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COVID-19: When can employees return to the office?

Coronavirus / 10 March 2021

The Government’s announcement last month of its plan to ease lockdown, and the publication of the COVID-19 Response Spring 2021 (the “Roadmap”), has understandably been the subject of much debate amongst the press and the wider public.  The Roadmap is based on four tests which, if satisfied, will lead to us taking four “steps” out of lockdown, each with provisional dates (see our earlier update here for more details).  However, whilst business will welcome the timescales set out here (albeit provisional), many employers are left with a simple but vital question – when can employees return to the office?  

The current legal position

From a legal perspective, the answer is not particularly straightforward.  Legislation (which came into force in January 2021 and is still in force now) provides that no person can leave or be outside of their home without a “reasonable excuse”.  A “reasonable excuse” includes where it is reasonably necessary for a person to leave or be outside of their home for the purposes of work (or to provide voluntary or charitable services), where it is not reasonably possible for them to work (or to provide those services) from home.  Current Government guidance states that employers should, therefore “take every possible step to facilitate their employees working from home”.  The police can take action against individuals if they leave home without a reasonable excuse (issuing fixed penalty notices starting at £200 for a first offence and increasing up to a maximum of £6,400).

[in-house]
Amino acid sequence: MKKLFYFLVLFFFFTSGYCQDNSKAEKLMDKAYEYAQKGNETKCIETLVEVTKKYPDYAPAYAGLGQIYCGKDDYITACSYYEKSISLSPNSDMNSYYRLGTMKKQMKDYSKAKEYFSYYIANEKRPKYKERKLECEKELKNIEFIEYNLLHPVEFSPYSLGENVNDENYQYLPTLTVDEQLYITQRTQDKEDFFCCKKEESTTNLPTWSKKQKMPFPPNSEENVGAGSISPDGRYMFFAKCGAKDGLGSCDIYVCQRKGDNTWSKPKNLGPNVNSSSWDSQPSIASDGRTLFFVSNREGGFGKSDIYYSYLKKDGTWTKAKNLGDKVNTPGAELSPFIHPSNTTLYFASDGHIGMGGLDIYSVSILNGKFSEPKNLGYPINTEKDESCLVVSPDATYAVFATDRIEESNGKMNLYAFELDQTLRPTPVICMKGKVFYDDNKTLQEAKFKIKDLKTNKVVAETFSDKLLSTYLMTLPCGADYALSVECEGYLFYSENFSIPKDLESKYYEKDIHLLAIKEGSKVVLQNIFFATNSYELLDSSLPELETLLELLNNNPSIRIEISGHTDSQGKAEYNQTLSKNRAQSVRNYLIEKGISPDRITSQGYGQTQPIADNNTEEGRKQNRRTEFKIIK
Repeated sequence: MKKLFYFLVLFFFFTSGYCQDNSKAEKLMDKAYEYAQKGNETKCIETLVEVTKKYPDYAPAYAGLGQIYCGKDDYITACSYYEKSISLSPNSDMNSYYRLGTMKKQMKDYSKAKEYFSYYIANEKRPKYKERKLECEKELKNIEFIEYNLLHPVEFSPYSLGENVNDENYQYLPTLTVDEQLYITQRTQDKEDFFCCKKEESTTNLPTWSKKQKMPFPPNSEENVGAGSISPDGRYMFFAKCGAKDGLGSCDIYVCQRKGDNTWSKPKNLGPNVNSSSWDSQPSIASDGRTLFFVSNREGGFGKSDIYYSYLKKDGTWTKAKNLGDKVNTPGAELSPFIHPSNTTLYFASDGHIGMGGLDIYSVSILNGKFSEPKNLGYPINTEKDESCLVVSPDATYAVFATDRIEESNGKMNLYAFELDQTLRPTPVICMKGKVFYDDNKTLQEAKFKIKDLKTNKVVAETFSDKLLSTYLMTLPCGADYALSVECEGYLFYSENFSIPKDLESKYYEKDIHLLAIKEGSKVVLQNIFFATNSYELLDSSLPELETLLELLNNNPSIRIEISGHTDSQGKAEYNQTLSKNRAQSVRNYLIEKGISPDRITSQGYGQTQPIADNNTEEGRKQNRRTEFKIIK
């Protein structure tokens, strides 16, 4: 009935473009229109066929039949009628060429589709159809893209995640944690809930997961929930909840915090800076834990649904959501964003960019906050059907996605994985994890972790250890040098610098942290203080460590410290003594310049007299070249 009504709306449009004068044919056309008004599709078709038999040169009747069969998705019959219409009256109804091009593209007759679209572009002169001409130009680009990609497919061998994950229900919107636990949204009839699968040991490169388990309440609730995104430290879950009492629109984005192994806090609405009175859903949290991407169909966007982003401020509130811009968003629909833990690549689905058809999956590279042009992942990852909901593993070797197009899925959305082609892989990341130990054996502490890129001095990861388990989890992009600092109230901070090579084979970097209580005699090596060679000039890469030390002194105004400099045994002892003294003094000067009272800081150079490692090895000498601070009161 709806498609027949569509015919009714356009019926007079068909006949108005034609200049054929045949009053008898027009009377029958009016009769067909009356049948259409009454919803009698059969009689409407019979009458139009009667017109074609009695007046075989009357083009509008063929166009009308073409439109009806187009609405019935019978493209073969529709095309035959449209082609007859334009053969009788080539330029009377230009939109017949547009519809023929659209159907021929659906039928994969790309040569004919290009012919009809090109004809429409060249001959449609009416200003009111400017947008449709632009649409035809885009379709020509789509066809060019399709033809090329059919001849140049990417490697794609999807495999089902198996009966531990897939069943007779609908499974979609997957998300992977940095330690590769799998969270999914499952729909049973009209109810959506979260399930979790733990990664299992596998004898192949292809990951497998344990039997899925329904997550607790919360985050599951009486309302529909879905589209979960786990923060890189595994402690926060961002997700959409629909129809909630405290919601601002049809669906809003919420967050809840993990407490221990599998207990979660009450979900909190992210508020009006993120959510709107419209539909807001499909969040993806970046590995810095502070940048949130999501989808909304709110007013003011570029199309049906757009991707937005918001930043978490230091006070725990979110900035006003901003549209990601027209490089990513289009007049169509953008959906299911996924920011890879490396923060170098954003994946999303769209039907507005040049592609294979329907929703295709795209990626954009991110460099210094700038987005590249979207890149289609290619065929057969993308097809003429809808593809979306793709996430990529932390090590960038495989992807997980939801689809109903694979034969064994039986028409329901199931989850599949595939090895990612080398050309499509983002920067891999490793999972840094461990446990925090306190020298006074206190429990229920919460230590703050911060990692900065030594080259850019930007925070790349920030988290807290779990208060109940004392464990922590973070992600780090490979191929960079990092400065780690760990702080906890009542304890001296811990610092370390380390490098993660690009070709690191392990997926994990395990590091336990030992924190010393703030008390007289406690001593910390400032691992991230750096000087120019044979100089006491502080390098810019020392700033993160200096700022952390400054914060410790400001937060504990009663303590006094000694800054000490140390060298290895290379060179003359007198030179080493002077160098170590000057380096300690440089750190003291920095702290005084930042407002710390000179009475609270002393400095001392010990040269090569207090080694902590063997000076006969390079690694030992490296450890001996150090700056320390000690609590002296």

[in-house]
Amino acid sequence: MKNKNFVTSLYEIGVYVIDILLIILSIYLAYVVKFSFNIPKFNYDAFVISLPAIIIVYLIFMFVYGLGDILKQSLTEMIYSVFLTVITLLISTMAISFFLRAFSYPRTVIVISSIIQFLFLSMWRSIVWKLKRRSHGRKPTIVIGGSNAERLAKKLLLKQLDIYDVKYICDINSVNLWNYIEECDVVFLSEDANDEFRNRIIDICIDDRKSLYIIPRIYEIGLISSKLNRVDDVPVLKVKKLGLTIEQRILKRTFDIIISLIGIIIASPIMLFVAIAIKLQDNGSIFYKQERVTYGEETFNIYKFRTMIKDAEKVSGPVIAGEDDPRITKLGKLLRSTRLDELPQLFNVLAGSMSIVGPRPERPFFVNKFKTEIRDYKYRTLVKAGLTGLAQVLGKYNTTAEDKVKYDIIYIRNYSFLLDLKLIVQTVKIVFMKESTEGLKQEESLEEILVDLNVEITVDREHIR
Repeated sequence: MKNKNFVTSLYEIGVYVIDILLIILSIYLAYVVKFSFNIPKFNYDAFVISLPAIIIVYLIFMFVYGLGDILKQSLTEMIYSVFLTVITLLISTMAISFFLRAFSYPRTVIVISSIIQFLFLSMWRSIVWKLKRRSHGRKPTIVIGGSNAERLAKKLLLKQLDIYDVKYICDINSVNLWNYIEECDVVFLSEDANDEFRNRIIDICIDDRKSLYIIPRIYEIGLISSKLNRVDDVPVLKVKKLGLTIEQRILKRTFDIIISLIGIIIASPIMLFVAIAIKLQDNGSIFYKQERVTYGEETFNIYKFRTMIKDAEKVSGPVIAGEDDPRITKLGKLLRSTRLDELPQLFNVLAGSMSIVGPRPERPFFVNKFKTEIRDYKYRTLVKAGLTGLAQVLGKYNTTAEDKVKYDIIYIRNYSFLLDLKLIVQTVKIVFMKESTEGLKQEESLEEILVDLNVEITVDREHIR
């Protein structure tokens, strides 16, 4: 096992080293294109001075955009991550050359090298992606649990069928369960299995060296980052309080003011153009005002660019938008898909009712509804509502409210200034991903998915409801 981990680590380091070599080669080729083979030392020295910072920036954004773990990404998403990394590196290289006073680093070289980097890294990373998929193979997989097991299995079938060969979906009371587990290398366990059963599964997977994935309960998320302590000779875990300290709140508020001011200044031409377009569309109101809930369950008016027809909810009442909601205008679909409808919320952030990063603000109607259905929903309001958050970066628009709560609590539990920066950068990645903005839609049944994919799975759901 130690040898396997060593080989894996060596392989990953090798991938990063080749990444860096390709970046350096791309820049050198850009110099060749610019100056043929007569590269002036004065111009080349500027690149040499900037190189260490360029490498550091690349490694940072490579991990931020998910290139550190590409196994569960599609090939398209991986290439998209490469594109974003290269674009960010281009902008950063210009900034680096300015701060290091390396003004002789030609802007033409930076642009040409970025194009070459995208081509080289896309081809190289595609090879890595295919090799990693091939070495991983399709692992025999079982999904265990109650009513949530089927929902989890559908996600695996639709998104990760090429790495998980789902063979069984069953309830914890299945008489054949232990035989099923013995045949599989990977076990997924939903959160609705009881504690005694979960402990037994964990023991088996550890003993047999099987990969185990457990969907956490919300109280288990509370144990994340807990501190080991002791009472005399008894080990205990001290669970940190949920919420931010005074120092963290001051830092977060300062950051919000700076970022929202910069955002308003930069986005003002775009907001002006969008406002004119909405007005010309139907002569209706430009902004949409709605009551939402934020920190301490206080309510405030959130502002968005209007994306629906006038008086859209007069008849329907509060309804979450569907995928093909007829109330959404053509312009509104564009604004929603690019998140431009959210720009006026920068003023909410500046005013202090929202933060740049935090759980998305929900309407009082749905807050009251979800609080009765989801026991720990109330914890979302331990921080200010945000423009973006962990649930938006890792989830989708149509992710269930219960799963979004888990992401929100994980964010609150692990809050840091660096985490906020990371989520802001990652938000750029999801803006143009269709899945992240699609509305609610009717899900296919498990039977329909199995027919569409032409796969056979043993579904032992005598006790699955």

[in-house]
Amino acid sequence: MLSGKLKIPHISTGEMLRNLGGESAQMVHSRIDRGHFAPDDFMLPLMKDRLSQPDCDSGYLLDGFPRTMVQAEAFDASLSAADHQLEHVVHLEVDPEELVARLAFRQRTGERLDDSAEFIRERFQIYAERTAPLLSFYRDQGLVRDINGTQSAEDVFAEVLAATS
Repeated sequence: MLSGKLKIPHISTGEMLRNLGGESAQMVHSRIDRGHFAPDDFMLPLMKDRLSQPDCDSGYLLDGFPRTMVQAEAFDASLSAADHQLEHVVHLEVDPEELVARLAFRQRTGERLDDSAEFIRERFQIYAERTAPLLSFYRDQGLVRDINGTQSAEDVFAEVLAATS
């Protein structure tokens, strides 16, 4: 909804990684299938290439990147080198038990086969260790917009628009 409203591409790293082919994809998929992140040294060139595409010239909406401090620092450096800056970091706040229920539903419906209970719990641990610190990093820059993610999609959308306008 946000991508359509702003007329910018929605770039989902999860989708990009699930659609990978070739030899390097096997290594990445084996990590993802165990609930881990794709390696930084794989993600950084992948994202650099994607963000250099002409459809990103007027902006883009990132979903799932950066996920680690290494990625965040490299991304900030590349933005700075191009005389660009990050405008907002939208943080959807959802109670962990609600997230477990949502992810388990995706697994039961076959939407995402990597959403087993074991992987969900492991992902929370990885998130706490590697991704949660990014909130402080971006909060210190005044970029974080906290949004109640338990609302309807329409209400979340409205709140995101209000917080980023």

The position under the Roadmap

Under step 1 of the Roadmap, from 29 March 2021, the Government will make certain limited changes to the lockdown rules, including the re-introduction of the rule of six for meetings outdoors.  The Roadmap states that:  “As a result of these changes, people will no longer be legally required to stay at home” and that “Guidance will set out that people should continue to work from home where they can”.  This suggests that it will no longer be a legal requirement to work from home from that date since the legal obligation will have been replaced with government guidance.

From that point onwards, it could be argued that it is not unlawful for employees to return to office working.  However, if an employer were to attempt to compel employees to return to the office in direct contravention of government guidance, those employees would have an obvious basis for refusing.  If both employers and employees wanted to return to office working, this may be possible, subject to the workplace being COVID-secure.

However, if you and/or your employees are in the position of wanting to get back to office working as soon as possible, we would strongly recommend taking advice about your specific situation before reopening offices, whether on a compulsory or voluntary basis, at this stage of the Roadmap.  If anything went wrong (e.g. a COVID-19 outbreak occurs and can be traced back to your office) you would want to have as strong a case prepared as possible to explain why you had chosen to act contrary to clear Government guidance.

Under step 2 of the Roadmap (which is no earlier than 12 April 2021), the Roadmap states that “people should continue to work from home where they can”, and by step 3 of the Roadmap (which is no earlier than 17 May 2021), “the Government will continue to advise the public to work from home where they can”.  Whilst there appears to be a small change of language at that point, from the Government telling people that they “should work from home” to “advising” people to do that, it is difficult to see that this significantly changes the situation from where it was under step 1.